Sculptor and letterer born in London. He studied at Cambridge School of Art and in the studio of his father, David Kindersley. Since setting up his own studio in London in 1970 he has undertaken major sculpture and lettering commissions for many public and private bodies. His public sculptures include a decorative plaque in lead, 1975, for Northcote House, University of Exeter; The Seven Ages of Man, 1980, a ‘totem pole’ in cold cast aluminium for Baynard House, City of London; The Innocence of Childhood, c.1998, a brick carving giving a child’s eye view of a busy street, on the Raphael Street underpass in Knightsbridge; Two Rivers, c.2001, a brick carving alluding to the location of the site, the Two Rivers shopping centre, Staines, Surrey, at the confluence of the Wraysbury and Colne rivers shortly before their entrance to the Thames; and Emigration Stone, 2002, an upright slab in Caithness stone bearing an inscription commemorating those who departed for the New World at the time of the Highland Clearances in the 1830s and ’40s, Cromarty, Scotland. Kindersley is the winner of seven major brick carving competitions and is a recipient of the Royal Society of Art’s Art for Architecture Award.

Sources: Richard Kindersley website; Cavanagh, T., Public Sculpture of Leicestershire and Rutland, Liverpool, 2000; Ward-Jackson, P., Public Sculpture of the City of London, Liverpool, 2003.

T. Cavanagh November 2022

Fritz Koenig (1924–2017)

Sculptor born in Würzburg, Germany. He studied at the Akademie der Künste, Munich, 1946–52. During a stay in Paris in 1951, he began working on forms derived from African sculpture, which he began to collect. In the mid-1950s, he produced a group of sculptures under the general title, Cattle, which were influenced by the early sculptures of Ewald Mataré (1887–1965). In 1957, Koenig won a scholarship to study at the Villa Massimo, the German Academy at Rome, his work on the theme of the ‘Quadriga’ dating from this period. For the German pavilion of the 1958 Brussels World Fair, he created two sculptures in bronze, Golgotha and Maternitas. In the early 1960s, he received several major religious commissions, including a relief representing The Creation for the main door of Würzburg Cathedral. During the 1960s, he moved from stylised figurative work to abstract sculpture heavily laden with symbolism. Sculptures from these years include his stelae and caryatid forms which developed into the series entitled Flora and Mona; his Great Flora L stands outside the German Embassy, Chesham Place, London. In 1964, he began teaching at the Technische Universität, Munich. Towards the end of the 1960s, he was commissioned to design a sculpture for the World Trade Center, New York. Installed in 1971, The Sphere (‘Kugelkaryatide N.Y.’) was the only work of art on the site to survive the terrorist attack of 11 September 2001; the work was restored and installed in nearby Battery Park as a memorial to the victims. Koenig said: ‘It was a sculpture; now it’s a memorial. Now it has a different kind of beauty, one I never could have imagined. It has a life of its own – different from the one I gave it.’ He died, aged 92, at Landshut, Germany, in 2017. In the following year, a major retrospective of Koenig’s work was held at the Uffizi and the Boboli Gardens in Florence.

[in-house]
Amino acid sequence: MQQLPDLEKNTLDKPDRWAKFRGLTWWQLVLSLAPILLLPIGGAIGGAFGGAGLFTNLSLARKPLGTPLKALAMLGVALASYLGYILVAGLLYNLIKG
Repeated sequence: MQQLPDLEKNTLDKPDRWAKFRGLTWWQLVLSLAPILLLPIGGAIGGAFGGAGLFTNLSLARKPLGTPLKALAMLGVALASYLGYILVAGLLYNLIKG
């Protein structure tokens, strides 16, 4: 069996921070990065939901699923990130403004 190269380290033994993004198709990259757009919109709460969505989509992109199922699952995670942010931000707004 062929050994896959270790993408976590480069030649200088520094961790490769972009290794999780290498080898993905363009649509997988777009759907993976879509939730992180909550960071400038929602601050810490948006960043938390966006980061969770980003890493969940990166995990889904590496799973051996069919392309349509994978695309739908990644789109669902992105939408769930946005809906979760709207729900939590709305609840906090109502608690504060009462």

Sources: ‘Sculptor Fritz Koenig of WTC fame dies at 92’, 23 February 2017, Deutsche Welle</a>; Oxford Art Online – Grove Art Online; Peggy Guggenheim Collection; Wikipedia.

T. Cavanagh November 2022

Fritz Koenig at the Skulpturenmuseum in Hofberg Landshut on the occasion of the screening of Percy Adlon’s newly revised 1979 film, ‘Nebenbei hauptsächlich Rösser’on 15 October 2015.This film documents the first encounter between the director and Koenig, which was followed by a further four films about the life and work of the artist by director Percy Adlon with cameraman Pit Kochs. (photo:Peter Litvai, Landshut: CC BY-SA 4.0 via Wikimedia Commons).

Frank Kovacs (active 1938–62; d. 1965)

Hungarian-born sculptor, mostly of portrait busts. He moved to Canada and trained as a minister (in the USA) to help his older brother establish a congregation of the Reformed (Calvinist) Church of Hungary in Brantford, Canada. After his brother’s death, Kovacs moved to England and exhibited in London (RA, 1938–62) and Paris. In 1955 he modelled a portrait bust of Alexander Fleming, one cast is in the Royal College of Physicians, another, unveiled in Chelsea Library in 1956 by Lady Amelia Fleming, has been on long-term loan to St Mary’s Hospital, Paddington, since 1993. Kovacs’ Memorial to the Victims of the Hungarian Uprising of 1956 was unveiled on the frontage of the Polish Hearth Club, 55 Prince’s Gate, South Kensington, in 1960. He died of cancer in 1965.

Sources: Köztérkép; Mapping Sculpture.

T. Cavanagh November 2022